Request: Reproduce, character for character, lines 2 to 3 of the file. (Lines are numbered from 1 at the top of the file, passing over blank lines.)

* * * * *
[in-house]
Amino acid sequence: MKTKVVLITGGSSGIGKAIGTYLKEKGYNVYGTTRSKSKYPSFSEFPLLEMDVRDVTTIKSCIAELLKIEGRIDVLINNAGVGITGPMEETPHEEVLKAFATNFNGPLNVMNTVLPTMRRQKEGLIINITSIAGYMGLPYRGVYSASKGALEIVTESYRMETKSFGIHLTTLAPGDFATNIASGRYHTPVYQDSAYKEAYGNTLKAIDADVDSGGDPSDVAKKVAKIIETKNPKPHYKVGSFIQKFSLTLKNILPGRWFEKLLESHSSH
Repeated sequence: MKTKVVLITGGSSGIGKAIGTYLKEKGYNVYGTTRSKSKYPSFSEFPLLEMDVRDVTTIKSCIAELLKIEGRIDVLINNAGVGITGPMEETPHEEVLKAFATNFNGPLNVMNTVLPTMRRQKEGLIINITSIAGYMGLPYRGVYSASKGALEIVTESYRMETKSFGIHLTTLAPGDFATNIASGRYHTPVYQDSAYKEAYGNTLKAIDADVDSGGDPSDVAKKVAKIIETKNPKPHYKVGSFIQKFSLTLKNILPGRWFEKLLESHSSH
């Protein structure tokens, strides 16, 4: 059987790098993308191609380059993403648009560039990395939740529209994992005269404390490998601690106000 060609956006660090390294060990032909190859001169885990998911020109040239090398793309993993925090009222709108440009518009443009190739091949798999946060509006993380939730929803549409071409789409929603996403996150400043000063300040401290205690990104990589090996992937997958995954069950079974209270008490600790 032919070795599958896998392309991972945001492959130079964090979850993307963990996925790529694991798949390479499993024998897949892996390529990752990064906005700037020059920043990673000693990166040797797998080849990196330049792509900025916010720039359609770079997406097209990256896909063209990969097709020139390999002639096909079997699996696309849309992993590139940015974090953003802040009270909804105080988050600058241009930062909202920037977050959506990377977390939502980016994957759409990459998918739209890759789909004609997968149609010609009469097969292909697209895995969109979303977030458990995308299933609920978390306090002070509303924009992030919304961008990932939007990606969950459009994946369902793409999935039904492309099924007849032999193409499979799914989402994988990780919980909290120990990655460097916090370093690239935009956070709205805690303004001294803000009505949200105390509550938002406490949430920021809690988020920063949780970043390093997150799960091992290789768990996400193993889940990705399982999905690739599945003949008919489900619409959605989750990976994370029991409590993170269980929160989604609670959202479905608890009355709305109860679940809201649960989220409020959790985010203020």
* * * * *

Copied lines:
Amino acid sequence: MKTKVVLITGGSSGIGKAIGTYLKEKGYNVYGTTRSKSKYPSFSEFPLLEMDVRDVTTIKSCIAELLKIEGRIDVLINNAGVGITGPMEETPHEEVLKAFATNFNGPLNVMNTVLPTMRRQKEGLIINITSIAGYMGLPYRGVYSASKGALEIVTESYRMETKSFGIHLTTLAPGDFATNIASGRYHTPVYQDSAYKEAYGNTLKAIDADVDSGGDPSDVAKKVAKIIETKNPKPHYKVGSFIQKFSLTLKNILPGRWFEKLLESHSSH
Repeated sequence: MKTKVVLITGGSSGIGKAIGTYLKEKGYNVYGTTRSKSKYPSFSEFPLLEMDVRDVTTIKSCIAELLKIEGRIDVLINNAGVGITGPMEETPHEEVLKAFATNFNGPLNVMNTVLPTMRRQKEGLIINITSIAGYMGLPYRGVYSASKGALEIVTESYRMETKSFGIHLTTLAPGDFATNIASGRYHTPVYQDSAYKEAYGNTLKAIDADVDSGGDPSDVAKKVAKIIETKNPKPHYKVGSFIQKFSLTLKNILPGRWFEKLLESHSSH